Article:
It can be consumed as dry or green seeds and green pods. In South Africa, it is mainly prepared as a snack, soup, mixed with samp, dahl, or as porridge eaten with or without meat. In India and other African areas, it is largely used in diets to supplement cereals and tubers, which are protein deficient. Moreover, its high nutritional value has also made it a good source of fodder. It provides primary or supplementary high-quality forage at a time when other forages are less productive. There are reports of improved performance of poultry fed with pigeon pea. 

The dry leaves, the left-over pods and milling products form feed for livestock. This is because pigeon pea plants produce a high biomass and provide edible forage or grazing vegetation in dry seasons. On the other hand, the crop has pharmaceutical benefits. The green leaves and pods are used for medicinal purposes. Extracts from the leaves are rich in antioxidants and widely used in traditional medicine to treat several diseases. Extracts from the roots are used as a relief for fever and as an anthelminthic. Fresh seeds are believed to help problems of urinary systems in males while immature seeds are recommended for treatment of kidney problems.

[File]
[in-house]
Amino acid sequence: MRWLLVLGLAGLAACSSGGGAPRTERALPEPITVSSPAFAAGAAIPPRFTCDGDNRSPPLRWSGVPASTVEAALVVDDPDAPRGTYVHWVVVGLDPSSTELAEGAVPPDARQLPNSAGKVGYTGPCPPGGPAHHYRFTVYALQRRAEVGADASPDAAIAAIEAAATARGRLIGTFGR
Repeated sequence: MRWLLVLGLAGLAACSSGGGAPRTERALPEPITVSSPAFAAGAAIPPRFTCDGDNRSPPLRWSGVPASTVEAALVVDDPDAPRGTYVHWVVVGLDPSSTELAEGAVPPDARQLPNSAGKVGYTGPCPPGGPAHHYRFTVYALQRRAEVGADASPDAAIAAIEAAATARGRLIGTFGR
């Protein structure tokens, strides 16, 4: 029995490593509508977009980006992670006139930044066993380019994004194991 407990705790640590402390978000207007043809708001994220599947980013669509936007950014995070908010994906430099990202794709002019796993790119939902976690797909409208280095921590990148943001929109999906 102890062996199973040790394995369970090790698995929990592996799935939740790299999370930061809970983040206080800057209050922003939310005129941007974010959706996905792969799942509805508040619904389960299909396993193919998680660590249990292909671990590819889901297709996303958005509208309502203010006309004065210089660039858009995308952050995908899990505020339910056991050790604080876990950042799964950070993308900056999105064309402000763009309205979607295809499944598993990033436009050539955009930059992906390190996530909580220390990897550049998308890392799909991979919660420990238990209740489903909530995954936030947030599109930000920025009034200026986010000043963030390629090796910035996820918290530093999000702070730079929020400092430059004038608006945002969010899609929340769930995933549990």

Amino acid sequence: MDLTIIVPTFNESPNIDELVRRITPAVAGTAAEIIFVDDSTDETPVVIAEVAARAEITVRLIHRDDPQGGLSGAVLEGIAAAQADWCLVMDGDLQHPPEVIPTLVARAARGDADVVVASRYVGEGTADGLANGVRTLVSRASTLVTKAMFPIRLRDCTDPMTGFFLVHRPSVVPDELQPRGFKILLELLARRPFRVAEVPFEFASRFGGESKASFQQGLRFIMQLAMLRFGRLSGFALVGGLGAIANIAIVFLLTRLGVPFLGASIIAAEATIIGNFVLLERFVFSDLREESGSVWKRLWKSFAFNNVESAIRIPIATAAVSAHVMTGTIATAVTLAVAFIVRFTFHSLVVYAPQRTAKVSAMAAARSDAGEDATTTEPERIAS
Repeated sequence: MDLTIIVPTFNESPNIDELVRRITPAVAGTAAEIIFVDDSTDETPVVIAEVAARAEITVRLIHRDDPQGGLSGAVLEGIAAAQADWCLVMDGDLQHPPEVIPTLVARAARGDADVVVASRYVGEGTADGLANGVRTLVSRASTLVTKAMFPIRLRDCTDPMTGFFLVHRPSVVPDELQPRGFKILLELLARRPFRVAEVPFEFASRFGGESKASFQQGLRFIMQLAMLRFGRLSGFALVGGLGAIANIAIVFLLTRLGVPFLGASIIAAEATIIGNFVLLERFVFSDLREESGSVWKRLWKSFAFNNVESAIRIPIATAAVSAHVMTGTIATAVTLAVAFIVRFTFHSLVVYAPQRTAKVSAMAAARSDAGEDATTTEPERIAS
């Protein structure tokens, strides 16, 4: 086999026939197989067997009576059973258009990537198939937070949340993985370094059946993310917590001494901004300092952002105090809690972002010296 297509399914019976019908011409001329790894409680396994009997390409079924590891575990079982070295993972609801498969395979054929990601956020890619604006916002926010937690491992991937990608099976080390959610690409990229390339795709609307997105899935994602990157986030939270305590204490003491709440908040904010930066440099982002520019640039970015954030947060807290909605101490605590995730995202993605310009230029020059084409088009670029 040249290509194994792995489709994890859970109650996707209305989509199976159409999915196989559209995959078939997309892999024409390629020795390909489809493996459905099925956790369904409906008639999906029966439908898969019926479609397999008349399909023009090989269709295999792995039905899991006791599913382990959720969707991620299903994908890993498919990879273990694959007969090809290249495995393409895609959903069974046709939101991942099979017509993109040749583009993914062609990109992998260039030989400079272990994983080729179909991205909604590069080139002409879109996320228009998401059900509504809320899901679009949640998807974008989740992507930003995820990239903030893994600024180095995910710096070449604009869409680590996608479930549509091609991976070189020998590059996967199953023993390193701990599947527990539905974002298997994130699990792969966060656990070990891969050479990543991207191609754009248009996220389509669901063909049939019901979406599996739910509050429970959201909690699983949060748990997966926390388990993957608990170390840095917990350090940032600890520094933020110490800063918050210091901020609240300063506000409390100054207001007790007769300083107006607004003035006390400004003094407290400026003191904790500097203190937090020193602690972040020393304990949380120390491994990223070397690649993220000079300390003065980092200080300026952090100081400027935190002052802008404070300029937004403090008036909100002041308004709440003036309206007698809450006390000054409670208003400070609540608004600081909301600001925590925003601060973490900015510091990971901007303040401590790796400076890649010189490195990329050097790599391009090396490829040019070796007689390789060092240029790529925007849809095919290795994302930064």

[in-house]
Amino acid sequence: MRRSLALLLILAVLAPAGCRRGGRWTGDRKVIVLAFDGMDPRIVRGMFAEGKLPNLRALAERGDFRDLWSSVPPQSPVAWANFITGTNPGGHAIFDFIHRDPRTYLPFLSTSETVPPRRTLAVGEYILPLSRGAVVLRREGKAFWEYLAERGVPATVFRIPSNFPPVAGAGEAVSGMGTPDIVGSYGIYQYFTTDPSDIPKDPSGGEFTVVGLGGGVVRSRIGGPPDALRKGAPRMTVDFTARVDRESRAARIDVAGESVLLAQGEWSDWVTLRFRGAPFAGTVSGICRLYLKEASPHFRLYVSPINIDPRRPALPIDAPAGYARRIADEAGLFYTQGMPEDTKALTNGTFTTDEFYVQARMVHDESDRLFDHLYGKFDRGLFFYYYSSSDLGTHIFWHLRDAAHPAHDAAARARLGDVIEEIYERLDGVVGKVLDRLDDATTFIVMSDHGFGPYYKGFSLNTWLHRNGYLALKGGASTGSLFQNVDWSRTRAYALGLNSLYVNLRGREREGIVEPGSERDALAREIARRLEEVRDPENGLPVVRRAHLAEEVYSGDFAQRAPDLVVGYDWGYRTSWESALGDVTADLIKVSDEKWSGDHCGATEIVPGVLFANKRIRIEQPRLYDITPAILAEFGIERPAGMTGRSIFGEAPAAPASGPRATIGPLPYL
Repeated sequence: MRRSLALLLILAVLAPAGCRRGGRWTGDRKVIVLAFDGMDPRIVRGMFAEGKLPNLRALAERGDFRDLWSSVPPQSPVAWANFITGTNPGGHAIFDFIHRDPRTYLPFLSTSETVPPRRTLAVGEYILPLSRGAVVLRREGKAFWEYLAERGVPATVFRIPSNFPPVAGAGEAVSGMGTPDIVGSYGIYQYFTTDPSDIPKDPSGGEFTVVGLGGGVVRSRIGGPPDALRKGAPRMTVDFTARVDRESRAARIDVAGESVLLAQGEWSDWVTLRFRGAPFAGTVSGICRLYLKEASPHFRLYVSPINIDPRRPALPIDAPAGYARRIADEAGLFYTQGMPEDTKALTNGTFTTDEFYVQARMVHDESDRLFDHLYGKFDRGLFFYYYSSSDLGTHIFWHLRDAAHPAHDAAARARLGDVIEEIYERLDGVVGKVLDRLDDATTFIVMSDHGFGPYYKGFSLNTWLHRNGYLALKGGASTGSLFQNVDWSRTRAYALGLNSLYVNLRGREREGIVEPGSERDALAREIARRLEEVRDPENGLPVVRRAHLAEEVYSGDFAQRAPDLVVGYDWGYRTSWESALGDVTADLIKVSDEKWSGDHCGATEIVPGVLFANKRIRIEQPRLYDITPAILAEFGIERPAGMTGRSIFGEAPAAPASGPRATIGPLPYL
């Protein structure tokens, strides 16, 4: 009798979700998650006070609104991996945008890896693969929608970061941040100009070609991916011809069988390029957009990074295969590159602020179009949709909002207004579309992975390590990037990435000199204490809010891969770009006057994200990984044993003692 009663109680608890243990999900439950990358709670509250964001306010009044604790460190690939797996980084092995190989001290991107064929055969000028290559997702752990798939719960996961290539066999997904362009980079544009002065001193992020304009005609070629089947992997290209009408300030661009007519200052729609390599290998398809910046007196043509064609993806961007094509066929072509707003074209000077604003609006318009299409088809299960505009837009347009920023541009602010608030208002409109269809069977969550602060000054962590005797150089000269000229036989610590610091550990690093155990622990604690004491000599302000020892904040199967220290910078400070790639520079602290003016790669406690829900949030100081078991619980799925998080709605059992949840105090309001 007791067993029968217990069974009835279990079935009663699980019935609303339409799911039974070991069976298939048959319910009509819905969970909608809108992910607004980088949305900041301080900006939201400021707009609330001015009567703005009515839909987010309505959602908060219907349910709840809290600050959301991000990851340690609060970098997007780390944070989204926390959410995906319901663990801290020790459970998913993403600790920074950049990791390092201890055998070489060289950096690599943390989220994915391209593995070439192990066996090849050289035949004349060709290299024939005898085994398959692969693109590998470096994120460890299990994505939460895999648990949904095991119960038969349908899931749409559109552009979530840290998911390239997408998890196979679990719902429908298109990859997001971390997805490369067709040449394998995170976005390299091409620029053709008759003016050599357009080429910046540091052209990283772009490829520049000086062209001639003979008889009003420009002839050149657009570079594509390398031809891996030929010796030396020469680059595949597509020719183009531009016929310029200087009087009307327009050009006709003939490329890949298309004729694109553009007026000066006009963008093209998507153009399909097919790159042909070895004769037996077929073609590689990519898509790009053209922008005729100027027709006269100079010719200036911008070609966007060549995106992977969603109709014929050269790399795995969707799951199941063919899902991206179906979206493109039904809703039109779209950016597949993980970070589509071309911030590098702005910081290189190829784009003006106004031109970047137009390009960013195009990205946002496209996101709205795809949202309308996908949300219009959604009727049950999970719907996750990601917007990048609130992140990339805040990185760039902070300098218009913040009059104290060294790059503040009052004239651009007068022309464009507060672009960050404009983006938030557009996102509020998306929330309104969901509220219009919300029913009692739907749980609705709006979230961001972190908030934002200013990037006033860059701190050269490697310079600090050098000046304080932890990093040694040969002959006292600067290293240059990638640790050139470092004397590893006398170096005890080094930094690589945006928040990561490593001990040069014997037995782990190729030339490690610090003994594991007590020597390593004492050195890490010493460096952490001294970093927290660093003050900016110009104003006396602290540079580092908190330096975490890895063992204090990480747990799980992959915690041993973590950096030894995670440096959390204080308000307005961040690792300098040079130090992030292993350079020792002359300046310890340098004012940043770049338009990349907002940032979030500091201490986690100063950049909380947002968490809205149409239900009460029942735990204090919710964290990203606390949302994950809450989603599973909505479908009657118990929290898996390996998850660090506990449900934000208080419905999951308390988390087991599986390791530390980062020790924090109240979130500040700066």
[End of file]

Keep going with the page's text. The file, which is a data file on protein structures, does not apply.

Pigeon pea is rich in protein, tolerates harsh conditions and is able to withstand drought, making it an ideal crop for smallholder farming.

Unlike other legumes, the crop has been largely neglected by science. Generally, in Africa, farmers currently grow unimproved and heterogeneous landraces in seed mixtures that hold distinctive and divergent genetic features. For example, the perennial pigeon pea types provide material for fuel wood, basket weaving, and roofing in African villages. Thus far, the full genetic diversity of the crop remains largely unexploited in Africa. Hence, only farm level selection has been practiced wherein existing landraces are not intensively evaluated and their seeds multiplied for production. There are limited studies done on pigeon pea in South Africa targeted at breeding of the crop and consequently improving varieties in the major growing areas of the country such as Limpopo, Mpumalanga and KwaZulu-Natal. 

Strategic collection, characterisation and preservation of genetic resources are major components in plant breeding programmes, especially with new and under-utilised crops. This will help for targeted breeding involving various characteristics and for germplasm conservation. It will also contribute to alleviation of poverty, food and nutrition insecurity. This is because the world population growth was projected to increase to 10 billion by the year 2050.

Furthermore, there is high demand of pulse production worldwide including countries like India where pulses are a major staple food. Low yields reported in many regions calls for further improvement. For instance, yields of 0,5 tons to 0,1 tons were reported in sub-Saharan Africa landraces as compared to the Malawian varieties, which yielded within a range of 2,7 t/ha to 3 t/ha. Careful selection and classification of the pigeon pea germplasm is imperative for further use using qualitative and quantitative traits as well as nutritional value.

Publication: December 2020

Section: Pula/Imvula